The Electoral College in the United States is one of the most unique institutions of American democracy, albeit a perplexing one. Its 538 members, drawing from all 50 states and the District of Columbia, meet every four years for only one purpose: to select the President and Vice President of the United States of America. To help explain what this electoral body does and how it functions, we interviewed Illinois State Senator Omar Aquino (D). Senator Aquino was selected as one of the Electoral College’s 20 members from the State of Illinois. We spoke with him shortly before he cast his vote in December of 2020.
Senator Omar Aquino meeting President Barack Obama at the White House.
Daniel Pogorzelski, Before we dive into talking about the Electoral College, tell us about yourself and why you decided to get involved in government and politics.
Senator Omar Aquino, After I graduated from college I worked as a caseworker for low-income seniors that needed various assistance from our state such as home care services and meals. I witnessed firsthand how the policy changes that were implemented at the state level to save money would negatively affect their quality of life. It made me understand how policymakers have the ability to affect the everyday lives of people in the United States. This inspired me to run for public office. We need representation that will understand the struggles that working-class people face in their daily lives.
Like you, President Barack Obama served in the Illinois Senate. Is his legacy celebrated in the State Capitol?
It definitely is. President Obama and the work of his administration are a source of great pride for the “Land of Lincoln” and its lawmakers. Just this year the Illinois General Assembly made the decision to replace a portrait of Stephen Douglas, a controversial US Senator representing Illinois just before the US Civil War, with a portrait of Barack Obama. It is a fitting commemoration of Obama’s public service on behalf of the citizens of the State of Illinois.
You have been to the White House before. How did that come to pass?
In late 2016, before President Barack Obama left the White House, he invited a number of elected officials and community members that played a pivotal role in his early political career. I attended the reception with David Feller, a well-known political operative from Chicago who worked alongside Obama for almost a decade, where we both met with the 44th president and enjoyed an engaging conversation. It was an incredible experience, an honor that was further distinguished by virtue that the president not only came from Chicago, but also served in the same legislative body that I myself currently serve.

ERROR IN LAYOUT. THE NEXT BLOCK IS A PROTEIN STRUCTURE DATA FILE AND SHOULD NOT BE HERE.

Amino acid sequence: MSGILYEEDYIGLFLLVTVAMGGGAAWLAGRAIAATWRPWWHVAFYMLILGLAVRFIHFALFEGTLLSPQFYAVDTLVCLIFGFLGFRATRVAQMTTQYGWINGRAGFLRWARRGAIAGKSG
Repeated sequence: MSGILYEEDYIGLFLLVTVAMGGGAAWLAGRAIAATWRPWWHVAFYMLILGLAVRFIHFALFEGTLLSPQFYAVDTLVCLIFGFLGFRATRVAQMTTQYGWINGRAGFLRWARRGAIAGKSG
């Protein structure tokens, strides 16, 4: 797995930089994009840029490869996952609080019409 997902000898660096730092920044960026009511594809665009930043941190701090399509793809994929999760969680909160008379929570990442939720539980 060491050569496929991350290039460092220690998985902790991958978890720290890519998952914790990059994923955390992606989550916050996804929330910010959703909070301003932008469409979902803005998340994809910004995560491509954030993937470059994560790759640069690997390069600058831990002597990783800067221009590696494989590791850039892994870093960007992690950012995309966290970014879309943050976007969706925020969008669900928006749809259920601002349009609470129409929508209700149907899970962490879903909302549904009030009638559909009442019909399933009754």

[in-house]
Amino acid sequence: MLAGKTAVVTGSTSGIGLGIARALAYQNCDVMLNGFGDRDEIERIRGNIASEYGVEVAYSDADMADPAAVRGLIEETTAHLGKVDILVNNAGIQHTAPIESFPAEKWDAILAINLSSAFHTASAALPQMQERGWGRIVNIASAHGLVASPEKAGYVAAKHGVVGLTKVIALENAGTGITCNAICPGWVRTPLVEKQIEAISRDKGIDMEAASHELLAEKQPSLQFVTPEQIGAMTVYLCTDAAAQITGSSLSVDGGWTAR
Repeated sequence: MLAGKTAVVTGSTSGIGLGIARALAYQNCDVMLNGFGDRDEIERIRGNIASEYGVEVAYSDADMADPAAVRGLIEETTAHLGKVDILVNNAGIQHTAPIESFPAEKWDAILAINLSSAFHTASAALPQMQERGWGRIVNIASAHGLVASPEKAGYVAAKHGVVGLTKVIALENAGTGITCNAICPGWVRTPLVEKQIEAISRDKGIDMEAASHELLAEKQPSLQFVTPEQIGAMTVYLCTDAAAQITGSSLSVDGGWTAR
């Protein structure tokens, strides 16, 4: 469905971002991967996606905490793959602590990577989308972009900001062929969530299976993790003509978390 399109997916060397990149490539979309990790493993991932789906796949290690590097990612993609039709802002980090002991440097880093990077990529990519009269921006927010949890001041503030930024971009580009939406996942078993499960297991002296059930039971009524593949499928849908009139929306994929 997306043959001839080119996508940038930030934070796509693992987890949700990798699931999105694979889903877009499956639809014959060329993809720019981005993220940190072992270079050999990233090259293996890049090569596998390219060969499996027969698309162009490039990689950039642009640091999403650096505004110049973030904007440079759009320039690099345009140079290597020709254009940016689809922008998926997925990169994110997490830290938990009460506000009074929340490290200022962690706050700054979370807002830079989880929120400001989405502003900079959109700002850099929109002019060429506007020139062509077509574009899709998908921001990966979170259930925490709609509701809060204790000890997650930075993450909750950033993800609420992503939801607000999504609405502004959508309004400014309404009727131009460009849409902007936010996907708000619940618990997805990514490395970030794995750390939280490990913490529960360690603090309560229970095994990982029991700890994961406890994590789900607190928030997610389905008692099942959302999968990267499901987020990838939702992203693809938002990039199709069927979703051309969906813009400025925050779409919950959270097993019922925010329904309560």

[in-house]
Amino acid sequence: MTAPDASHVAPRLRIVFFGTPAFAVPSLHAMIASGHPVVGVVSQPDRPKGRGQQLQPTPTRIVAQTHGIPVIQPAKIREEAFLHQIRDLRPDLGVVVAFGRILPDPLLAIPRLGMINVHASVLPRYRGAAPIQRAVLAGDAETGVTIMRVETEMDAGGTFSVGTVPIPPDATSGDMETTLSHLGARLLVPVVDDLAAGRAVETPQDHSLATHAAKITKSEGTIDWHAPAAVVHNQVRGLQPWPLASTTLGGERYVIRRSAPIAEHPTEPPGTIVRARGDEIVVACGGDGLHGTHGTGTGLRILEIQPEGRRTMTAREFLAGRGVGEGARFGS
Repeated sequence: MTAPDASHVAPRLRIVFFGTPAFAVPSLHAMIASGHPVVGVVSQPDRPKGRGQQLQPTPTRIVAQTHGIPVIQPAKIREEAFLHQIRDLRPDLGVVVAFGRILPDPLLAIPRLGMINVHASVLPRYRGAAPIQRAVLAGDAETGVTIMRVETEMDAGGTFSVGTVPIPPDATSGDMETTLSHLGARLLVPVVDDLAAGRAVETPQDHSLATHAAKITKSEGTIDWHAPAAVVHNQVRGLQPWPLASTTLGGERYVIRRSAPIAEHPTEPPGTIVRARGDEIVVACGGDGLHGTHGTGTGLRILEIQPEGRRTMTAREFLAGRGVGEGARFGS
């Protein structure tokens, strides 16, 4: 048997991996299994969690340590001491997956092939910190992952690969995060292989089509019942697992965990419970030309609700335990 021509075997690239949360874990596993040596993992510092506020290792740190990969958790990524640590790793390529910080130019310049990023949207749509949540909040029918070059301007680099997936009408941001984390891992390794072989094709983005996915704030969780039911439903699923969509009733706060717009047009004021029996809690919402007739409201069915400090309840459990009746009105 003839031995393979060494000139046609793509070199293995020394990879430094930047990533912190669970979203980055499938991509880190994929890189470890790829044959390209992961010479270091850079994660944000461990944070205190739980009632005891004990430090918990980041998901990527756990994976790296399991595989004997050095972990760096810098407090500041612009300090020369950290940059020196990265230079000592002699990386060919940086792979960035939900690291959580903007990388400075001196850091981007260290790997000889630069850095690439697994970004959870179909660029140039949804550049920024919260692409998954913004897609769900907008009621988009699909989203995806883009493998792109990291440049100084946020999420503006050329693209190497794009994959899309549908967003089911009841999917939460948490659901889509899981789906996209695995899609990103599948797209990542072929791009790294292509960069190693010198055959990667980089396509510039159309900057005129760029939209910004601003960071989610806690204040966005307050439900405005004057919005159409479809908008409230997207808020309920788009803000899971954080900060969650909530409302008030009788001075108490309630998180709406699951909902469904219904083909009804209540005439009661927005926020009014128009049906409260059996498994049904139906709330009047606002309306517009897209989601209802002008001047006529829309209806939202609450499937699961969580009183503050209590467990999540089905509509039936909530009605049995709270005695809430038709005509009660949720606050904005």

Moving on to the main topic of our interview, give us some background on the Electoral College, its history, and how it functions.
In 1787 our country’s founding fathers held a constitutional convention during which one of the hardest debates to resolve would be how we would elect our nation’s president. After months of going back and forth with various solutions, the founding fathers settled on a compromise known as the Electoral College. This system calls for the creation, every four years, of a temporary group of electors equal to the total number of representatives in Congress. It is these electors, and not the American people, who vote for the president. In modern elections, the first candidate to get 270 of the 538 total electoral votes wins the White House.
Where is the Electoral College mentioned in the US Constitution?
The Electoral College can be found mentioned in Article II, Section 1 of the US Constitution as well as the 12th Amendment. These sections of our constitution allow for the creation of the Electoral College and give the states the authority to decide how their presidential electors will be chosen.
Electoral map 2020
Electoral votes, out of 538, allocated to each state and the District of Columbia for presidential elections held in 2012, 2016 and 2020, based on congressional representation, which depends on population data from the 2010 Census. Every jurisdiction is entitled to at least 3. In Maine (upper-right) and Nebraska (center), the small circled numbers indicate congressional districts. These are the only two states to use a district method for some of their allocated electors, instead of a complete winner-takes-all.
How did you come to be appointed as an elector in the Electoral College?
Congressman Jesus Garcia of Illinois was appointed an elector by the Democratic Party of Illinois’ state central committee back in July of 2020. But as the aforementioned Article II, Section 1 of our constitution states: “no Senator or Representative, or Person holding an Office of Trust or Profit under the United States, shall be appointed an Elector”. This means that federally elected officials may not be appointed electors in the Electoral College. Because we hold our constitution in high regard and follow the rule of law, Congressman Garcia decided to step down from the position and asked me to take his place as an elector for the State of Illinois and I humbly accepted.